Baucus to CBO: Give Us the Numbers We Want

The Congressional Budget Office (CBO) is supposed to function like an independent auditor, giving Congress objective estimates of the likely impact on expenses and revenues of proposed legislation. That makes all the more surprising this exchange at a recent hearing (as reported by Congress Daily):

Senate Finance Chairman Max Baucus laid the fate of universal health coverage at the feet of CBO Wednesday, much to the resistance of the new head of the congressional bean-counting agency. . . . . "CBO's work will make or break this enterprise," Baucus said at a Finance Committee hearing where CBO Director Douglas Elmendorf testified. "We need CBO to work with us to find a pathway to health reform". . . . "In my judgment, you're not God," the chairman said…..  Elmendorf turned the tables, telling Baucus, "The hard decisions will be yours."

Comments (7)

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  1. Larry C. says:

    Fascinating exchange.

  2. Bruce says:

    They are trying to throw the budget rules out the window. Federal debt is going to soar.

  3. Vicki says:

    John, as you pointed out at the Health Affairs blog and at this blog, there is a way to pay for rational health reform — it was in Sen. McCain’s proposal. And it didn’t require any new money.

    Unfortunately, McCain is no better at explaining his plan today than he was during the election.

  4. Bart says:

    Evidently not. I was never comfortable with McCain’s plan, and I’ve been complaining about the employer tax exemption off and on for close to 30 years. The best I could say was that it “appeared to be the more fixable of the two” (vs Obama’s).

    I still don’t see how you can replace the employer exclusion with an equal or larger tax credit, and then in addition create a new, massive Guaranteed Access Plan (GAP) to cover both current uninsurables and those whose employer group coverage would be displaced, without new money.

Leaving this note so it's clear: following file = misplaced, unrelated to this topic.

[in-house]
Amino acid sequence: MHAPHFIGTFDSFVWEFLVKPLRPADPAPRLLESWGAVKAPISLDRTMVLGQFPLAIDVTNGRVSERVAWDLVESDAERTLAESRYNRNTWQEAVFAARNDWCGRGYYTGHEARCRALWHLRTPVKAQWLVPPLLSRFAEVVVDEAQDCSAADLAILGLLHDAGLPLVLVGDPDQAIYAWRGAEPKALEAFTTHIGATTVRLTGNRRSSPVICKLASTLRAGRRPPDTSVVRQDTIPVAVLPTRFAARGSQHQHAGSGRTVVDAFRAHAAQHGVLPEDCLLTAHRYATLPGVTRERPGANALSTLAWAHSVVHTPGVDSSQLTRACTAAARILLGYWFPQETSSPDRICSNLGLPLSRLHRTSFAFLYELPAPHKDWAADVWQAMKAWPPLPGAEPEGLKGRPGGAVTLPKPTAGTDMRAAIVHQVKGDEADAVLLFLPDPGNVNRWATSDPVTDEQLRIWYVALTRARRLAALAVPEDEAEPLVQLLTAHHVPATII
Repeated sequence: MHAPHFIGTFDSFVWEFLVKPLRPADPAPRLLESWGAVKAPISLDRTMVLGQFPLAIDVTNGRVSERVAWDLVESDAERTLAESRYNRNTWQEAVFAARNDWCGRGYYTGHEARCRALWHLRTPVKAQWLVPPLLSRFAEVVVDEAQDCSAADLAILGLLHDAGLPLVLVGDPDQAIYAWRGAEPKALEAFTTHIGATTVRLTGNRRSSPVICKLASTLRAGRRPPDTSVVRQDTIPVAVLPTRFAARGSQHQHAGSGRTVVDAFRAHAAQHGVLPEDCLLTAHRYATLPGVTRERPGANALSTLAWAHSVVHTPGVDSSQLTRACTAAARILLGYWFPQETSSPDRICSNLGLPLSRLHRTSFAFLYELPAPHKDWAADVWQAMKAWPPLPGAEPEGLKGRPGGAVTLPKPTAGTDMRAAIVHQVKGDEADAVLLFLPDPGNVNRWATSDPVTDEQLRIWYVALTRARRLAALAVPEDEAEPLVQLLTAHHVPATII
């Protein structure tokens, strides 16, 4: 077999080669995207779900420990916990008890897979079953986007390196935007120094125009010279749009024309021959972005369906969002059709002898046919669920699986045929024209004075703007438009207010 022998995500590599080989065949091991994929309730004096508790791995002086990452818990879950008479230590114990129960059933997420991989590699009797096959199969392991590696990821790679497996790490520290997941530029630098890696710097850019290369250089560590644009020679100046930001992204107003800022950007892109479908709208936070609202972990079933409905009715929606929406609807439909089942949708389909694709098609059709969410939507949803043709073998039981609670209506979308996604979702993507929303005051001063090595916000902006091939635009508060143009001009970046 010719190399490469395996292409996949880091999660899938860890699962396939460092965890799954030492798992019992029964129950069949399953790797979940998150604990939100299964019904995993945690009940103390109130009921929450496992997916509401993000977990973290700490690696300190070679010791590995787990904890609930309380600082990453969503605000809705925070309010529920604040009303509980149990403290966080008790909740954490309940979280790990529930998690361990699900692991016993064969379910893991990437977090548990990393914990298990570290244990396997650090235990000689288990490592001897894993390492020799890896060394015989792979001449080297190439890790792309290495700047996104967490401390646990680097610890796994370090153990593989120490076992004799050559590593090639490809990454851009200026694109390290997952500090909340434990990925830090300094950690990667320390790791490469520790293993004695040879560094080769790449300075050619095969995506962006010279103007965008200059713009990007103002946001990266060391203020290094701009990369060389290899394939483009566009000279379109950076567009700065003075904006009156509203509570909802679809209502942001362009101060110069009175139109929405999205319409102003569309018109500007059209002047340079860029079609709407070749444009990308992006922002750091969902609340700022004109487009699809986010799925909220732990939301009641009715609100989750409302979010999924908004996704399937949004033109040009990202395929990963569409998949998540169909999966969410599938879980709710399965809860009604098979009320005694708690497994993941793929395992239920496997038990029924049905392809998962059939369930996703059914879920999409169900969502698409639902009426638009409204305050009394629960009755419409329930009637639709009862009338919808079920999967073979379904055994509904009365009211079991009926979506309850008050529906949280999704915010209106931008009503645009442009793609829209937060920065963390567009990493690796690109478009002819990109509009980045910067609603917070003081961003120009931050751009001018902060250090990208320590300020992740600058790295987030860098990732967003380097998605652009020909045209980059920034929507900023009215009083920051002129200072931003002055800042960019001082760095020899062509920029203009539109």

5. John Goodman says:

    Well to be fair, McCain’s plan started out revenue neutral (just as Sen. Coburn’s plan is revenue neutral). But by the time the election was in full swing, it was no where near revenue neutral.

  6. Bart says:

    However it evolved, it would have been a tough sell. It doesn’t seem fair to blame McCain for not pushing it hard enough. His health care proposal should have helped carry him, not the other way around.

  7. Michael Major says:

    The last thing we need is more resources directed towards health care in this country. The problem we have is structural, not financial. We use the same model that is used by companies that warrant automobiles with “mechanical repair insurance.” It is obvious that that sort of insurance favors the creation of an adversarial relationship between the insurance company and the driver as well as powerful incentives for the insurance company to deny liability through whatever spurious or technical reasons it can come up with. The very same dynamics are created with the prepaid health care component of almost all private health insurance plans.